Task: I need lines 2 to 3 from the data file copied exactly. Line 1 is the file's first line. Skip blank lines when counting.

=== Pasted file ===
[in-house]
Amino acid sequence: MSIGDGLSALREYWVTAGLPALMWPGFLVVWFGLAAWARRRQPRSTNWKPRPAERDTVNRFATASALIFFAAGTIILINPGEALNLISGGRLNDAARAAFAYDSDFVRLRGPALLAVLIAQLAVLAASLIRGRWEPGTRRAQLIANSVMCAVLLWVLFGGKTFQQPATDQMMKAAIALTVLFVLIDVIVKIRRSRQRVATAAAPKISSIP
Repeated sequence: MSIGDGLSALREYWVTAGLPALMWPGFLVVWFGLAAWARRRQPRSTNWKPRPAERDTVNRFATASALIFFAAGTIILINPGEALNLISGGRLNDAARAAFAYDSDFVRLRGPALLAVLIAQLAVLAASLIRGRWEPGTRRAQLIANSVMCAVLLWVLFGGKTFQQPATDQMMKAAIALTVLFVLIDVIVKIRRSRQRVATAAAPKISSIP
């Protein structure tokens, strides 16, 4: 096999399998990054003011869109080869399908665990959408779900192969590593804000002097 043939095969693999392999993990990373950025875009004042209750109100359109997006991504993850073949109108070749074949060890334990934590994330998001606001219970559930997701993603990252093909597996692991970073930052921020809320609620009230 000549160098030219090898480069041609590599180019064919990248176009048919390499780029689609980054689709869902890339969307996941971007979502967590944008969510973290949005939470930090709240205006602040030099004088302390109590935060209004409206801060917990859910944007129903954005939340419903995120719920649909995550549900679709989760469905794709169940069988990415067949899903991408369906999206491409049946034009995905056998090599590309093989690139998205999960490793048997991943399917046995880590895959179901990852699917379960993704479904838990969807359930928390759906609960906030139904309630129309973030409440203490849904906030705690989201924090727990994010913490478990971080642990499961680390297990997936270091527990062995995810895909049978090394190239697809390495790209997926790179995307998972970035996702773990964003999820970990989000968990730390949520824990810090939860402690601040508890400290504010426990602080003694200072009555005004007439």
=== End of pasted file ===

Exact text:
Amino acid sequence: MSIGDGLSALREYWVTAGLPALMWPGFLVVWFGLAAWARRRQPRSTNWKPRPAERDTVNRFATASALIFFAAGTIILINPGEALNLISGGRLNDAARAAFAYDSDFVRLRGPALLAVLIAQLAVLAASLIRGRWEPGTRRAQLIANSVMCAVLLWVLFGGKTFQQPATDQMMKAAIALTVLFVLIDVIVKIRRSRQRVATAAAPKISSIP
Repeated sequence: MSIGDGLSALREYWVTAGLPALMWPGFLVVWFGLAAWARRRQPRSTNWKPRPAERDTVNRFATASALIFFAAGTIILINPGEALNLISGGRLNDAARAAFAYDSDFVRLRGPALLAVLIAQLAVLAASLIRGRWEPGTRRAQLIANSVMCAVLLWVLFGGKTFQQPATDQMMKAAIALTVLFVLIDVIVKIRRSRQRVATAAAPKISSIP